The Royal Air Force Museum has had an overhaul, with a whole new visitor experience launching a couple of weeks ago.
For the avoidance of doubt, that's the RAF Museum in Hendon, not the RAF Museum at Cosford in the West Midlands (which I visited last summer). If you're a Londoner you've probably been to our museum at least once, probably more. But if you haven't been recently then definitely two and possibly three of the hangars have changed utterly since your last visit.
The first change is how you get in. Previously you'd enter through the gates on Grahame Park Road, then wander over to the building of your choice to start your tour. Today everyone is funnelled towards the new building, Hangar 1, via some not entirely obvious signs. Most of the former grassy frontage is now car park, bordered by a sinuous earthwork installed to prevent anyone entering the museum via an undesignated route. I noticed that the earthwork by the staff gate has already been significantly eroded by visitors squeezing through to avoid a long detour, as what probably looked good on the architect's drawing board has proven annoyingly impractical in real life.
Hangar 1 used to be the gloomy Battle of Britain exhibit, and is now a shiny new shed containing considerably fewer planes. The big draw is an exhibition celebrating this year's big centenary: RAF Stories, The First 100 Years. It starts off with a diversity of hats, then opens up into a medium-sized gallery packed with all aspects of aerial armed forcery. We're shown a helicopter and some bombs and a few engines and a token number of suspended aircraft, along with epaulettes and badges and other smaller tokens.
Prominent here are several full-size cut-outs of historical personnel, from pilots to chefs, carefully chosen to prove that women and minorities do exist. A cockpit simulator for budding pilots, at £6 a time, is likely to have a queue building up at the back. But perhaps most importantly there's lots for younger children to do, from hands-on science displays with flashing buttons to tiny model aircraft to clamber into. With its little bit of everything, the gallery struck me as a useful taster, and perhaps as far as certain parents with toddlers ever need to go.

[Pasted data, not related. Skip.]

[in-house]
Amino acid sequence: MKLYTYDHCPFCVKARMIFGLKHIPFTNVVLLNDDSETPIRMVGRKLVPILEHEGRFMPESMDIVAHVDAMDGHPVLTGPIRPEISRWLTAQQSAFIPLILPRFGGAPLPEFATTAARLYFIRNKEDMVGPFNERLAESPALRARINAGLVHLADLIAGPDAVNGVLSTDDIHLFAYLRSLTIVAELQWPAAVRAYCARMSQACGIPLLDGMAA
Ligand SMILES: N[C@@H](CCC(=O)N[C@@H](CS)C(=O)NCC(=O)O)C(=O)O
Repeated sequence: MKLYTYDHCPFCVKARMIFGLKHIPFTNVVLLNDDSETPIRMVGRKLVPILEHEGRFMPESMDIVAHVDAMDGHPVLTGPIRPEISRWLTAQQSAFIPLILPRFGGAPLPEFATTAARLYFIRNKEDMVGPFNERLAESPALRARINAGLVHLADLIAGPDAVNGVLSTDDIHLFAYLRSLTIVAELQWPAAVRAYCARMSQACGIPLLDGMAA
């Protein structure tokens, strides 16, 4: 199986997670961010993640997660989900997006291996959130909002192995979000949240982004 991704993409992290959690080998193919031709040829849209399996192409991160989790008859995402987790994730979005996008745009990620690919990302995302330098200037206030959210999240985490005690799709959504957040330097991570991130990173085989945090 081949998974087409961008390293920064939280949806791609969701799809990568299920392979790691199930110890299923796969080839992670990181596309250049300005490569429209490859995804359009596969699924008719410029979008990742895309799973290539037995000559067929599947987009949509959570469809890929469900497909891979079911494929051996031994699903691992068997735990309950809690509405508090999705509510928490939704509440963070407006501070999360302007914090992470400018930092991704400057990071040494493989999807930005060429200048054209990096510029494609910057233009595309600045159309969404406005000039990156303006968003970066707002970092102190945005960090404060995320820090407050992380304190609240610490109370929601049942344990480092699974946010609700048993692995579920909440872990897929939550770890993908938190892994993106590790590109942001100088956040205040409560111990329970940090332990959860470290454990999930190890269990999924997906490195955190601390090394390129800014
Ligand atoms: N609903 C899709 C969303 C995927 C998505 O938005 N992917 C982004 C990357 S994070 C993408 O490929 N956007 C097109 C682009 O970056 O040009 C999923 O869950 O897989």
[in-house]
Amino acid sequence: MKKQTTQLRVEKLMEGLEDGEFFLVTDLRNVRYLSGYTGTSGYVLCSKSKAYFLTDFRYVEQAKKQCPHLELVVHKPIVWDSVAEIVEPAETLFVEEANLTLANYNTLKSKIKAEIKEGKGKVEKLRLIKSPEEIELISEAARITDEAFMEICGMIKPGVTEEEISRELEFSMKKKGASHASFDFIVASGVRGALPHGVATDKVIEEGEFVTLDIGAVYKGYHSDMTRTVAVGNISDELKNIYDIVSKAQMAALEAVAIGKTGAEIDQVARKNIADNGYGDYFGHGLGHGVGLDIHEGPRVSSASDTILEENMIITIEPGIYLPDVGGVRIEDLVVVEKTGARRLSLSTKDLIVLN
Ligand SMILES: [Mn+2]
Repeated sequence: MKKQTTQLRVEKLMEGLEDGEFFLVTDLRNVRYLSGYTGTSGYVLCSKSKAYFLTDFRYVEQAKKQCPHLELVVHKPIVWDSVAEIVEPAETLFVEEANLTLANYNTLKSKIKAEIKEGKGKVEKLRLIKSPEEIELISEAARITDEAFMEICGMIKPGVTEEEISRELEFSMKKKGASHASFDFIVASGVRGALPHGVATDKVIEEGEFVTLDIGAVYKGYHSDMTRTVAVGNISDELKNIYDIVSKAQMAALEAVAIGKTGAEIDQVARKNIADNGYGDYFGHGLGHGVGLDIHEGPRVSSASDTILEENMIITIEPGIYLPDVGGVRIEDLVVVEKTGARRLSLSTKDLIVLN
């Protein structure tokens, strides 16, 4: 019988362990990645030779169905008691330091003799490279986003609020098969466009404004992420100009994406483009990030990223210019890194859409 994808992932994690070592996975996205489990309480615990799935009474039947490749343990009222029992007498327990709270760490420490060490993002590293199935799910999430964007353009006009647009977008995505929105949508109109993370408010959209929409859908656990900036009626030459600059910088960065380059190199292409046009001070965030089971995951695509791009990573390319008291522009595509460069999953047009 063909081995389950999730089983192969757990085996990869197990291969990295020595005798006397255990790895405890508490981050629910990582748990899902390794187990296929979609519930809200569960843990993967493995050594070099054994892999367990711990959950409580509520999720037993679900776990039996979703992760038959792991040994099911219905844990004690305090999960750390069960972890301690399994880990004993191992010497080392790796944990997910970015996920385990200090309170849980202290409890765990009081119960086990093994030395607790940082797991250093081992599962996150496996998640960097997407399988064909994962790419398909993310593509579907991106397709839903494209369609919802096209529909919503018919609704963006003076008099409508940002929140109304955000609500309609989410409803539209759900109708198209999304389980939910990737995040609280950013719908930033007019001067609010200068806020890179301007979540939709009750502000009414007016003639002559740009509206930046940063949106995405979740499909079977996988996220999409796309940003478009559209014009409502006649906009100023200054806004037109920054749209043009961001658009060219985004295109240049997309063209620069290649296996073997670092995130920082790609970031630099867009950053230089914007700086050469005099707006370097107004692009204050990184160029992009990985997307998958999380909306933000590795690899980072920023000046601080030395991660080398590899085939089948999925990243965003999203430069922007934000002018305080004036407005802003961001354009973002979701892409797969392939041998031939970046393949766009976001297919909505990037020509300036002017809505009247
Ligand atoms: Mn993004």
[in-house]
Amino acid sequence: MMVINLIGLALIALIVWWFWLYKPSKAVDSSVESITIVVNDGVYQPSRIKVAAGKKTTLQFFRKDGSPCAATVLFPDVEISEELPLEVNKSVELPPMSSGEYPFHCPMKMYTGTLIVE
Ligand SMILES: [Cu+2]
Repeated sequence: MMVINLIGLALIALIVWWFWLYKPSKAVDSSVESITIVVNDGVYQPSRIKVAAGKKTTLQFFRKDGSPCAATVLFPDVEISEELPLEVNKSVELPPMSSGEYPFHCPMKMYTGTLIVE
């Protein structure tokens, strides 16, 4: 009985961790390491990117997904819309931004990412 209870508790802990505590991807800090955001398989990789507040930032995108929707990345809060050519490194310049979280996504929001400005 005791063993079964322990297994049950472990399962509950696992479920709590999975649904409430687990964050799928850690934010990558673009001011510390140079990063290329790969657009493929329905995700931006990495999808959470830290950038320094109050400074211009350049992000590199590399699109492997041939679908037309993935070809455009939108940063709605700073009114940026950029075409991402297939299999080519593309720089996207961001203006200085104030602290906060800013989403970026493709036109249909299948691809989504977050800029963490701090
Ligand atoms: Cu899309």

A long corridor along the back of the gift shop continues the interactive theme. It's entitled 'First to the Future’, and aims to take the RAF's story past 2018 by focusing on challenges to come. It was certainly popular yesterday with older schoolchildren hunting for something to fill the time on their end of term trip. But I somehow managed to find a spare terminal or three, and had a go at fighting off a cyberattack, building a virtual plane in response to an endurance challenge, and searching for terrorist targets by drone. Alas the cyber 'simulation' turned out to be a chain of games with no real-world relevance, my virtual plane glitched before it flew, and everyone seemed to be giving up one minute into the drone sim after completely failing to work out what to do with the controls.